Pincushion moss also reproduces asexually and vegetatively. Small clusters of cells (gemmae) at the tips of the stem are easily detached. Each gemma can form a new plant if it lands on a suitable substrate. If a dried leaf is broken off and moisture is restored, rhizoids will be produced at the tip of that leaf and a new plant will be formed.

 
Similar
Species

White moss (Leucobryum albidum) is smaller. The stems are shorter, usually no more than long, rarely more than 1¾ long. The leaves are shorter, usually no more than long. It is much less common.

 
Distribution Distribution Map  

Sources: 3, 4, 24, 29, 30, 79.

 
Comments

 

 
Taxonomy

Phylum:

Bryophyta (mosses and liverworts)

 

Class:

Bryopsida (true mosses)

 

Subclass:

Dicranidae

 

Order:

Dicranales

 

Family:

Leucobryaceae

 

Genus:

Leucobryum

 
Synonyms

 

 
Common
Names

leucobryum moss

pincushion moss

white pincushion moss

   

 

 

 

 

 

 

 

Glossary

Acrocarp

A moss that grows in cushions or tufts; has an upright growth habit; is usually unbranched or sparingly forked; and has the female sporophytes borne at the tips of stems and branches. Adj.: acrocarpous.

 

Operculum

On mosses: A lid or cover that covers the opening of a capsule and detatches at maturity.

 

Rhizoid

A filament arising from the lower stem of a moss, liverwort, or alga that anchors it to a substrate.

 

Seta

In Lepidoptera: A usually rigid bristle- or hair-like outgrowth used to sense touch. In mosses:The stalk supporting a spore-bearing capsule and supplying it with nutrients. Plural: setae.

       
Visitor Photos
   
Share your photo of this plant.
 

This button not working for you?
Simply email us at info@MinnesotaSeasons.com.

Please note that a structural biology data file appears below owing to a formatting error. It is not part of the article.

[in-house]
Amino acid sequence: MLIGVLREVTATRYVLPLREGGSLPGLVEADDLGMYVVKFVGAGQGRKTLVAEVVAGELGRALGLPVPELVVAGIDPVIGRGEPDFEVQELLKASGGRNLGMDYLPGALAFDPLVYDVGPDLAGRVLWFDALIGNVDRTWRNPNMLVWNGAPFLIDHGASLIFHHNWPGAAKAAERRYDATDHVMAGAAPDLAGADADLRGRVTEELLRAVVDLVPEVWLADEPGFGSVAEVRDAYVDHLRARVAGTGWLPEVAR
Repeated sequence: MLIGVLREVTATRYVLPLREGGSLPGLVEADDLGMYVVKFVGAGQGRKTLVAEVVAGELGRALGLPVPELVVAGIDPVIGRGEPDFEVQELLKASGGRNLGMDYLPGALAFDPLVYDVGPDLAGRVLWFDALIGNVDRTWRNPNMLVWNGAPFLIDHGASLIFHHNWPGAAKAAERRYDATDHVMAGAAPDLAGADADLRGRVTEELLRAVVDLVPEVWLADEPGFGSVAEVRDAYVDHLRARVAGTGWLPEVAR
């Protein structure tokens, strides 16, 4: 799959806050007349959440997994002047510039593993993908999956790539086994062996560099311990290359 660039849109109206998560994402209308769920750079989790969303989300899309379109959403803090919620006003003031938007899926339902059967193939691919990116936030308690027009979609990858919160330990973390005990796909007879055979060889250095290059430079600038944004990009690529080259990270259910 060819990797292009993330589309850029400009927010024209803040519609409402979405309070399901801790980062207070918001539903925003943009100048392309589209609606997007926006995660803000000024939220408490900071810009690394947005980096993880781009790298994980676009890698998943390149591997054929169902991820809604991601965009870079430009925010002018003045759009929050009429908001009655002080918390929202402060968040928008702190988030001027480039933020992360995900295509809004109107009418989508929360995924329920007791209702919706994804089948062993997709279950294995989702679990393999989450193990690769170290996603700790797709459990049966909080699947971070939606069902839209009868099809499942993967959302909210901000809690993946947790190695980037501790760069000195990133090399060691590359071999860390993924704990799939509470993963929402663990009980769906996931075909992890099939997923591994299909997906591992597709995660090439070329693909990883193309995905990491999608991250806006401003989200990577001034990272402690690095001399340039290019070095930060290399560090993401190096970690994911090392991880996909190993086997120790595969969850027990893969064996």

Attach one or more photos and, if you like, a caption.

       
Luciearl
       

I discovered this fascinating moss on my trail several years ago. I would see it every summer, never spreading and finally breaking down after blowdown and more sun exposure. I can still find part of it in the summer. The texture feels like a tennis ball. Diameter about 18 inches. It first appears as moss on a rock, but when touched it is spongy solid moss.

  pincushion moss    
       
MinnesotaSeasons.com Photos
   
       

 

Camera

     
Slideshows
   
     
     
     
     
     

 

slideshow

       
Visitor Videos
       
Share your video of this plant.
   

This button not working for you?
Simply email us at info@MinnesotaSeasons.com.
Attach one or more videos or YouTube links and, if you like, a caption.

       
Other Videos
 
       
       
       

 

Camcorder

         
Visitor Sightings
   
Report a sighting of this plant.
 
This button not working for you?
Simply email us at info@MinnesotaSeasons.com.
Be sure to include a location.

Luciearl
Summer 2019

Location: Cass County

I discovered this fascinating moss on my trail several years ago. I would see it every summer, never spreading and finally breaking down after blowdown and more sun exposure. I can still find part of it in the summer. The texture feels like a tennis ball. Diameter about 18 inches. It first appears as moss on a rock, but when touched it is spongy solid moss.

pincushion moss


     
     
 
MinnesotaSeasons.com Sightings
   

 

 

 

Binoculars


Created: 1/24/2020

Last Updated:

About Us | Privacy Policy | Contact Us | © 2020 MinnesotaSeasons.com. All rights reserved.